Passing the competing Union and EU flags on College Green beside the Palace of Westminster on my way to St John’s Smith Square, where Paul McCreesh’s Gabrieli Consort & Players were to perform Henry Purcell’s 1691 'dramatic opera' King Arthur, the parallels between England now and England then were all too evident.

The Dallas Opera Cockerel: It’s All Golden

I greatly enjoyed the premiere of The Dallas Opera’s co-production with Santa Fe Opera of Rimsky-Korsakov’s The Golden Cockerel when it debuted at the latter in the summer festival of 2018.

Luisa Miller at Lyric Opera of Chicago

For its second production of the current season Lyric Opera of Chicago is featuring Giuseppe Verdi’s Luisa Miller.

Philip Glass: Music with Changing Parts - European premiere of revised version

Philip Glass has described Music with Changing Parts as a transitional work, its composition falling between earlier pieces like Music in Fifths and Music in Contrary Motion (both written in 1969), Music in Twelve Parts (1971-4) and the opera Einstein on the Beach (1975). Transition might really mean aberrant or from no-man’s land, because performances of it have become rare since the very early 1980s (though it was heard in London in 2005).

Time and Space: Songs by Holst and Vaughan Williams

New from Albion, Time and Space: Songs by Holst and Vaughan Williams, with Mary Bevan, Roderick Williams, William Vann and Jack Liebeck, highlighting the close personal relationship between the two composers.

Wexford Festival Opera 2019

The 68th Wexford Festival Opera, which runs until Sunday 3rd November, is bringing past, present and future together in ways which suggest that the Festival is in good health, and will both blossom creatively and stay true to its roots in the years ahead.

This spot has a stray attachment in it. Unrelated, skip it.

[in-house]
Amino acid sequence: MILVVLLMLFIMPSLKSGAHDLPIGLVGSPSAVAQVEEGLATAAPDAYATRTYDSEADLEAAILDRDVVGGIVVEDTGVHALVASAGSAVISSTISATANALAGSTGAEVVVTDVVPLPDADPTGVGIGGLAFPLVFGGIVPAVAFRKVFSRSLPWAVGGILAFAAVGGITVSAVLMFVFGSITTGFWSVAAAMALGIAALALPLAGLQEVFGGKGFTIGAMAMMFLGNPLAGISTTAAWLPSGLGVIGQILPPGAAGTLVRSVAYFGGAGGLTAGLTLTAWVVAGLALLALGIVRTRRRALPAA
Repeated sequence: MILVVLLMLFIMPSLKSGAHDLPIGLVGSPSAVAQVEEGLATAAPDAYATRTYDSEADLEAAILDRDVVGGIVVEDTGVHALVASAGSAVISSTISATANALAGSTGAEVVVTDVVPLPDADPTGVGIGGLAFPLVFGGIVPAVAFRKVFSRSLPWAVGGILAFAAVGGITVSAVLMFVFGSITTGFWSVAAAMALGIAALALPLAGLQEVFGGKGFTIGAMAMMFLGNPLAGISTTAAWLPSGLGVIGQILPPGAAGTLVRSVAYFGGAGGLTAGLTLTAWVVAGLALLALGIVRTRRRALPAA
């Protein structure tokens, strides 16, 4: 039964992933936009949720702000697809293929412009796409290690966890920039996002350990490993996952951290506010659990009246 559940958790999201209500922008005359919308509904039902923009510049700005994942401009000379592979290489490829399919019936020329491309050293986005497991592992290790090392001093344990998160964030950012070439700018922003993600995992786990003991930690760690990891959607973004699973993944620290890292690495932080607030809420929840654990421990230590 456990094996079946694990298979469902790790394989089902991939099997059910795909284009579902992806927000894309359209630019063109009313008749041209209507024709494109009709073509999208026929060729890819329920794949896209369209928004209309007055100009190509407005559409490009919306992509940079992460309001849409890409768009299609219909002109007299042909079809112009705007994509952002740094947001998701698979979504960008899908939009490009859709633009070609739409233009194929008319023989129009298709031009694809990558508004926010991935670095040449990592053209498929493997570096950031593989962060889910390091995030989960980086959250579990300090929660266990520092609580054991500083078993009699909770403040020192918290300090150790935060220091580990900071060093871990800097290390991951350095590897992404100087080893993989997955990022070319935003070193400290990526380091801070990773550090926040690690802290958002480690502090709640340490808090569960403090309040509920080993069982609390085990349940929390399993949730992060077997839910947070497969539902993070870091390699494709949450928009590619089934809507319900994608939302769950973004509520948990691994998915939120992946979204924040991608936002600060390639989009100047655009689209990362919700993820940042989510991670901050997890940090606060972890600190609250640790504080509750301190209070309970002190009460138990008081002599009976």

Cenerentola, jazzed to the max

Seattle Opera’s current staging of Cenerentola is mostly fun to watch. It is also a great example of how trying too hard to inflate a smallish work to fill a huge auditorium can make fun seem more like work.

Bottesini’s Alì Babà Keeps Them Laughing

On Friday evening October 25, 2019, Opera Southwest opened its 47th season with composer Giovanni Bottesini and librettist Emilio Taddei’s Alì Babà in a version reconstructed from the original manuscript score by Conductor Anthony Barrese.

Ovid and Klopstock clash in Jurowski’s Mahler’s ‘Resurrection’

There were two works on this London Philharmonic Orchestra programme given by Vladimir Jurowski – Colin Matthews’s Metamorphosis and Gustav Mahler’s ‘Resurrection’. The way Jurowski played it, however, one might have been forgiven for thinking we were listening to a new work by Mahler, something which may not have been lost on those of us who recalled that Matthews had collaborated with Deryck Cooke on the completion of Mahler’s Tenth Symphony.

Birtwistle's The Mask of Orpheus: English National Opera

‘All opera is Orpheus,’ Adorno once declared - although, typically, what he meant by that was rather more complicated than mere quotation would suggest. Perhaps, in some sense, all music in the Western tradition is too - again, so long as we take care, as Harrison Birtwistle always has, never to confuse starkness with over-simplification.

The Marriage of Figaro in San Francisco

San Francisco Opera rolled out the first installment of its new Mozart/DaPonte trilogy, a handsome Nozze, by Canadian director Michael Cavanagh to lively if mixed result.

OPERA TODAY ARCHIVES »

Reviews

Arturo Chácon-Cruz as Alfredo and as Plácido Domingo as Germont [Photo by Craig Matthew]
19 Sep 2014

Los Angeles Opera Opens with La traviata

On September 13, Los Angeles Opera opened its 2014-2015 season with a revival of Marta Domingo’s updated, Art Deco staging of Giuseppe Verdi’s La traviata. It starred Nino Machaidze as Violetta, Arturo Chácon-Cruz as Alfredo, and Plácido Domingo as Giorgio Germont. The conductor was Music Director James Conlon.

Los Angeles Opera Opens with La traviata

A review by Maria Nockin